At the beginning of October, "The Mark of Athena" was finally released. It is the third of Rick Riordan's "Heroes of Olympus" series which followed the original five-book series featuring Percy Jackson - a Greek demigod whose cut from the same cloth as Harry Potter.
Both find out following a pre-teen birthday that their everyday, troubled lives are actually very special - unbeknownst to them up until that point. Harry is whisked off to Hogwarts while Percy is swept away in Camp Half-Blood.
The "Heroes of Olympus" brings in the competing Roman mythology with the first book's story line where Jason, a Roman demigod, finds himself awakened to realize that Hera has been tinkering with his life - giving him amnesia, taking him from Camp Jupiter (the Roman equivalent of Camp Half-Blood), and depositing him around people he doesn't know at Camp Half-Blood which he didn't realize existed.
In book two, we discover that Percy has experienced the same phenomenon. Amnesia, unknown people, and at Camp Jupiter.
Finally, in this third book, the two camps attempt to come together (something that's never happened before in the history of the either mythology) and face an impending threat from Gaia who wants ALL demigods and their parents destroyed regardless of their ancient affiliation.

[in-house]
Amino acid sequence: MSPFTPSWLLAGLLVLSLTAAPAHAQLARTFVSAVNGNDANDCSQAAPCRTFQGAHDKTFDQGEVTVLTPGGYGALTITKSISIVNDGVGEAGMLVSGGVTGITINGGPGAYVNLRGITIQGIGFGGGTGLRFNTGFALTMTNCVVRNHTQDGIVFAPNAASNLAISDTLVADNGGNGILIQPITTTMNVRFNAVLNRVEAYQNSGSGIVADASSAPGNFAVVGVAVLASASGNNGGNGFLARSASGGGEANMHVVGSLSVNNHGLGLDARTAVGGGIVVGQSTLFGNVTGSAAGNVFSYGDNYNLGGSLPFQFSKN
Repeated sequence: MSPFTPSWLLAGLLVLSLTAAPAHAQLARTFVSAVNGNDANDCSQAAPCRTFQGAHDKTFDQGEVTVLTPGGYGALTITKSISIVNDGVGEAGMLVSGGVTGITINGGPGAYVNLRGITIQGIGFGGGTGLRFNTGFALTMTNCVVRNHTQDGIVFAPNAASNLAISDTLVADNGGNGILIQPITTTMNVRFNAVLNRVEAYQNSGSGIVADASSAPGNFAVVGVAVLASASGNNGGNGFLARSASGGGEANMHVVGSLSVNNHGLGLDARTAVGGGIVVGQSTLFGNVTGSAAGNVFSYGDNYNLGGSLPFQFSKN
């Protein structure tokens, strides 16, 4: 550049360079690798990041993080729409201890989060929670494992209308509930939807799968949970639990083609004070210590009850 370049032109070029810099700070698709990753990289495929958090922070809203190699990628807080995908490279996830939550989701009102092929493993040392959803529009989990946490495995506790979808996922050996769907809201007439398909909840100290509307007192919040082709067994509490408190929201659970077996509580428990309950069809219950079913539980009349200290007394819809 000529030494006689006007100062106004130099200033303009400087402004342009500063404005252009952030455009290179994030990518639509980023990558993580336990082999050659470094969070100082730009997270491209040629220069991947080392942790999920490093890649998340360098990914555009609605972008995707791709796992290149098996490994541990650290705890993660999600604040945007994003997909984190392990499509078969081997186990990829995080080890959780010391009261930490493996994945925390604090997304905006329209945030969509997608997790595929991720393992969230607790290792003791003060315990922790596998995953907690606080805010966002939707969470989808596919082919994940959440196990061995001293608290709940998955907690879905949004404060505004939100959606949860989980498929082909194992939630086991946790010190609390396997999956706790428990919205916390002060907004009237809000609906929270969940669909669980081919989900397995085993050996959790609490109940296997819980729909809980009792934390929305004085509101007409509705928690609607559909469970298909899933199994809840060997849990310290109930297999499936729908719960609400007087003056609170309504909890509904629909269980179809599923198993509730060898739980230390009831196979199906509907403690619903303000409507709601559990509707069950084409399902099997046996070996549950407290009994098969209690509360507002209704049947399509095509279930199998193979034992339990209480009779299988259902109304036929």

Like the Potteresque equivalent, this eighth book is a door-stop. LOL However, it is an easy read. While not as dark at Potter, there's plenty of danger, death, mayhem, battling, self-examination, and savvy problem solving.
The book opens with the Jason and his new Camp Half-Blood compatriots en route to first Camp Jupiter for the first time in history. They know Percy is there but have no idea what kind of reception they will receive. Things start off well but quickly turn disastrous with the intervention of the gods.
This story line is the primary...but there's several others. Each demigod struggles with personal challenges and doubts. Additionally, one character (Percy's girlfriend Annabeth - a daughter of Athena) has a separate quest that weaves in and out of the primary unifying-against-Gaia theme.
The book ends with a huge, obvious cliff hanger that makes me wonder if Riordan or his publisher said "well, this would be a good place as any to stop. This book is already 500+ pages." So, I will wait another year or so until book four comes out - but wait I will because this is quickly becoming my favorite young adult series, even outshining Harry Potter.
Somehow Riordan writes complicated and in-depth story lines with a simple art that causes the reader to sit for hours to just keep reading and reading to see what happens next. His character pool has reached a size that it's starting to get hard to keep everyone, their parentage, their issues, and their story line separate but hanging on for the ride is WELL worth it.